Monday, August 25, 2014


Looking back, one weekend in June was a couch potato sports fan's paradise.   Television covered the Belmont Stakes – third leg of racing's Triple Crown – as well as the Men's Singles championship of the French Open.

At the historic racetrack in Belmont, New York, (just outside Manhattan on Long Island) California Chrome was picked to be the first Triple Crown winner for decades.  However, Belmont is a notorious swamp for favorites and this year did not disappoint. Chrome's failure was no fault of her own, she was just worn out from repeated high stress competition in a relatively short span. One good thing came out of this race however. That was the opportunity see and hear the great Bob Costas in action.  Costas stands firmly at the top of the Communicators Hall of Fame.  He never misses a beat. His delivery is flawless. His is delivery without error or mispronunciation, and certainly no “fillers” like “y'know” and other verbal garbage.  He is at the blessed end of a spectrum where ex-jock Phil Simms routinely tortures listeners, one and all.  Which moves us to his on-air partner Jim Nance who consistently narrates the action with style and grace. Nance is a competent and genial life preserver for Simms who would have certainly gone down for the third time without him. Simms is not the only jock who stumbled in the broadcasting booth.  Football legend Red Grange never could get the name of his own announcing partner Lindsey Nelson right – calling him “Lisley” throughout.

The day after The Belmont coverage television sports panned over the seas to Paris and the French Open tennis championship where the fearsome duo of Rafael Nadal and Novak Djokovic were battling for the Singles title yet one more time.  It was arguably one of the best tennis finals ever. Covering play in the announcing booth were John McEnroe, Mary Carillo and Ted Robinson.  This trio have been there and done that before. The three of them know the sport very well (and McEnroe and Carillo have championship titles to prove it.) But Robinson gushes like he is watching a May pole dance. Carillo, who rarely shuts up, gets mixed up in her delivery reminding me of the sign-off on the old Bugs Bunny cartoons “Th..the..tha...that's all Folks! Where are Costas and Nance when we need them?

The fault lies less with the men and women calling the match than it does with the American Way of doing it.  The Brits have it right- let the play on the courts speak for itself.  Their on-air people make comment only when they have to.  This gives their words extra value and enriches the viewers/listeners appreciation of the game. Here in the good old USA where broadcasting is drenched with advertising commercials ad nauseum, such seconds of silence would be especially appreciated.

Friday, August 8, 2014

An Appreciation

Praise for a lawyer is rare enough these days.  I understand that. There is so much litigation in our world, we are sick of lawsuits and yes, many a lawyer him/herself. But like pedophile priests, the black brush of infamy from the few touches the many good. There are plenty of exceptions to this universal disdain of lawyers. 

I have honorable lawyer nieces and a nephew whose professional competence and personal ethics are noteworthy.  I am relatively sure that you too can point to model counselors in your own circle of friends and acquaintances. For now let's forget about the bums and bounders and highlight a positive member of the bar.  His name was Paul Derounian and he left us last night.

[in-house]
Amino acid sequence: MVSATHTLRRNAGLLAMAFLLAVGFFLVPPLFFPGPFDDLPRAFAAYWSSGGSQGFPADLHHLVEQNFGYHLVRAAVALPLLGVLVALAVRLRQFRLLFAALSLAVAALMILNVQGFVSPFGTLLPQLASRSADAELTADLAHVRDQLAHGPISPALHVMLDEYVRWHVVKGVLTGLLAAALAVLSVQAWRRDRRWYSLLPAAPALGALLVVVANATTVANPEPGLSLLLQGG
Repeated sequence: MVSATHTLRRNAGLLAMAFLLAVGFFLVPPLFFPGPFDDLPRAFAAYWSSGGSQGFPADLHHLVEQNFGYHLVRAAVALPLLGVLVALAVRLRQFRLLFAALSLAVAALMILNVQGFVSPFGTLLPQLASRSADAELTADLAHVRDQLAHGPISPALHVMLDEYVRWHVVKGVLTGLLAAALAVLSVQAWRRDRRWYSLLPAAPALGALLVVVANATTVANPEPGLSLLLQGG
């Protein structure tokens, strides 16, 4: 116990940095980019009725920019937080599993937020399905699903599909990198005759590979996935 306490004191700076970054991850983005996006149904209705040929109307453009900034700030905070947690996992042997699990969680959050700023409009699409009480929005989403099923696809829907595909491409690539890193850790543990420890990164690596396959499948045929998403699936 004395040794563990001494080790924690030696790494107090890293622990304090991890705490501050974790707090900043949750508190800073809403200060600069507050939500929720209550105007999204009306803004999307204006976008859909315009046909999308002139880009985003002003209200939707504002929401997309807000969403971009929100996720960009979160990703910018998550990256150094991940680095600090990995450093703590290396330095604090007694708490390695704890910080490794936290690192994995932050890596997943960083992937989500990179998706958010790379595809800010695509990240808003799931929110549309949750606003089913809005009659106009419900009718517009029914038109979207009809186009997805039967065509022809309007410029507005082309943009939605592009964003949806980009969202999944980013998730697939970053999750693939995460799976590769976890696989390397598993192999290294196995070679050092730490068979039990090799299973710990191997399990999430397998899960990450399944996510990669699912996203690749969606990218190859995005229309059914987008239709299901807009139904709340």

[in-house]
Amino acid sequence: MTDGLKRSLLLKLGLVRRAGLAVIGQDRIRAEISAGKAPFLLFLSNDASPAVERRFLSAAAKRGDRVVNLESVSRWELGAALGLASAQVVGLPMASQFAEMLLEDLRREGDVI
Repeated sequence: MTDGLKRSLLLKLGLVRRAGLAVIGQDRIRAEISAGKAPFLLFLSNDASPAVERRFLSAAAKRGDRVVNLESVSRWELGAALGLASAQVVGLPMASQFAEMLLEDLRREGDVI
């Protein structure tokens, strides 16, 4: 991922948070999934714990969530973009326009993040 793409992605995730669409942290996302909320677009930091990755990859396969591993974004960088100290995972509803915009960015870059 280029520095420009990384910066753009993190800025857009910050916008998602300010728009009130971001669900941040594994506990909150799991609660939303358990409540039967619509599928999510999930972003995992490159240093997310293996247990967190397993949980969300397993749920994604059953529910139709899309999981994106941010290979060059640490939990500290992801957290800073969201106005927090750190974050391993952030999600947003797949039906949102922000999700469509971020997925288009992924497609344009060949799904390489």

Paul was my lawyer and far more than that.  He was at my side when I was facing big professional and personal challenges. His steadiness and counsel were invaluable. Most of all I valued his belief in the goodness of others while he searched for win-win solutions. His “contact list” ranged from waiters and doormen to the high and mighty.  His law practice included executives, blue chip corporations and more than a handful of major celebrities. They admired his legal know-how and trusted him, as I did.

Second marriages are fraught with challenges.  Good people get hurt. Where children are involved the stakes are even higher.  When I hear someone say “I had a good divorce” it comes from the mouth of a fool.  There are no good divorces, only those that are less painful than some others. Paul was my best man when Joan and I married. That should give you another sense of why I held him in such high esteem.  At any rate, I always called him “the best man.”

Paul was no stranger to limos, the Hamptons, Hollywood and Vegas in addition to the corporate boardrooms of Manhattan and elsewhere.  But he took everything in stride just as he did in relating to the doormen and waiters I mentioned earlier.  Impeccable manners, respect for others, always. People instinctively knew that he valued them individually.

Paul was married to Liz, a strikingly attractive lady of intelligence and warmth in addition to her outward beauty, which once led to a memorable moment in Atlantic City. The Derounians had invited us to a casino for the opening night of one of his show business clients.  As Liz and Joan, who is attractive in her own right, were walking to our table all eyes in the room were on Mrs. Derounian. Joan turned to Liz and whispered “I just hate it when all these men stare at me!”

As is always the case, we grieve for ourselves when we lose a dear friend.  It is certainly true with me. My consolation comes from recalling the 1001 good memories I have of Paul Derounian.

He was truly The Best Man.